"If they did fall into the sea, hope to God they're all dead because survival in the sea without food or water is a fate worse than death."
Not quite the attitude I'd want for my would be rescuers...the story drags unmercifully at some points, and the temptation to press the fast forward on my DVD remote was great, but I held out only because when it comes to movies, I dislike taking short cuts no matter how warranted they may be...if I start it, dagnabit, I'm going to finish it...in true Cardona form, Cyclone features a fairly realistic sequence of something getting gutted, in this case a foo foo dog. It was difficult to watch, but at least it tied in with the plot in terms of the people needing food to survive (in Tintorera a hapless sea turtle was butchered for no apparent reason other than to show some blood). There are a decent number of sequences with people getting attacked by sharks (most near the end), but these usually involve someone screaming on the surface, and then a cut to a shark underwater swimming away with some indeterminate bloody entrails in its maw. The one aspect that annoyed me the most was the pointless, drawn out debating and moral pontificating among the survivors with regards to water (who should get what and so on) and food (should we eat the dead and so on). The funniest bit for me came as the doctor is tasked with hacking up one of the dead for food. One moment we see the doctor and corpse on the roof of the boat, and then the next we see bits of meat strewn all over the roof, set out to dry in the sun. Shortly afterwards the survivors begin heading towards the roof, partaking in sort of a smorgasbord of human flesh. Okay, you know what? They had only been stranded for like four or five days, and already they're resorting to eating the dead...it would take me a few weeks at least before I was desperate enough to do something like that. Another really funny part comes during a rainstorm. At this point the fresh water had run out, and people were plenty thirsty. As they begin collecting and sopping up the blessed water with whatever was handy, we see one grungy sailor holding up a dirty, toe-jam ladened sneaker in an effort to catch some rain...uh, okay dude, whatever you collect in that sneaker is yours and yours alone to drink.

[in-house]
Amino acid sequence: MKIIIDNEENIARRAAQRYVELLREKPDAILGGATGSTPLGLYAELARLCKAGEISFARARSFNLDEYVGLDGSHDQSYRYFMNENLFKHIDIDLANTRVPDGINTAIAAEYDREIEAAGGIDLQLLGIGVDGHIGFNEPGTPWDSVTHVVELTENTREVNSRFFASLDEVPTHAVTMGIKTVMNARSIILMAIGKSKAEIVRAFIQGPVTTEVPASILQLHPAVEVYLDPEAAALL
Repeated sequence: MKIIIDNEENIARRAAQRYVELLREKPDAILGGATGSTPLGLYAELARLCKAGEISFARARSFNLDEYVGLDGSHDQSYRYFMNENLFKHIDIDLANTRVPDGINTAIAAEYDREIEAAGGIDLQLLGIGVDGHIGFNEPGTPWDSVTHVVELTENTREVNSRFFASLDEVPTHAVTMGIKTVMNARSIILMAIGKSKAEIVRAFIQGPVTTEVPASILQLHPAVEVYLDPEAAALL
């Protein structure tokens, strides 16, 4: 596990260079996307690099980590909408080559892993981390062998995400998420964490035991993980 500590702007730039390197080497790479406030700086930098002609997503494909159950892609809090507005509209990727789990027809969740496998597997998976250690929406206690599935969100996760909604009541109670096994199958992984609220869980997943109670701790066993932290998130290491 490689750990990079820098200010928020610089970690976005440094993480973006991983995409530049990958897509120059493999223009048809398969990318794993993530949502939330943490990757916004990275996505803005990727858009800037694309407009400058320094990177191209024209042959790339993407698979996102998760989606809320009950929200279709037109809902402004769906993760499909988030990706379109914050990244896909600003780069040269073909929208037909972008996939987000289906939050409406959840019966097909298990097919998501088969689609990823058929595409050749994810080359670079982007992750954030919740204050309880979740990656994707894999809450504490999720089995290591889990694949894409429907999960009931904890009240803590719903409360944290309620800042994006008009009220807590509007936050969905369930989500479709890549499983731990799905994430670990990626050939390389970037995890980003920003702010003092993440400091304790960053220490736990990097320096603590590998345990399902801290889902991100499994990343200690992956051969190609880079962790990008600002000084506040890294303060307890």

Synapse Films provides a solid DVD release here, presenting the 118 minute English language international version. The picture, in anamorphic widescreen (1.78:1), looks clean and has only a few, minor flaws, and the Dolby Digital mono audio comes through well. Extras include liner notes by David Hayes, an alternate opening credits sequence (the title here being Terror Storm), and trailers for other Synapse releases like Tintorera (1977), Danger Girls (1967), The Deadly Spawn (1983), Thriller: They Call Her One Eye (1974), Bizarre (1970), Olga's Girls (1964), and God Has A Rap Sheet (2003). By the way, there's a separate DVD release out there for this film from VCI, so buyer beware...
Robert A. Olds | cleve. oh. | 09/22/2009
(5 out of 5 stars)
"EVEN THOUGH IT IS A FOREIGAN MADE MOVIE,IT WAS WELL PRODUCE AND WELL WRITTEN.THE STORY WAS NOT HARD TO FOLLOW."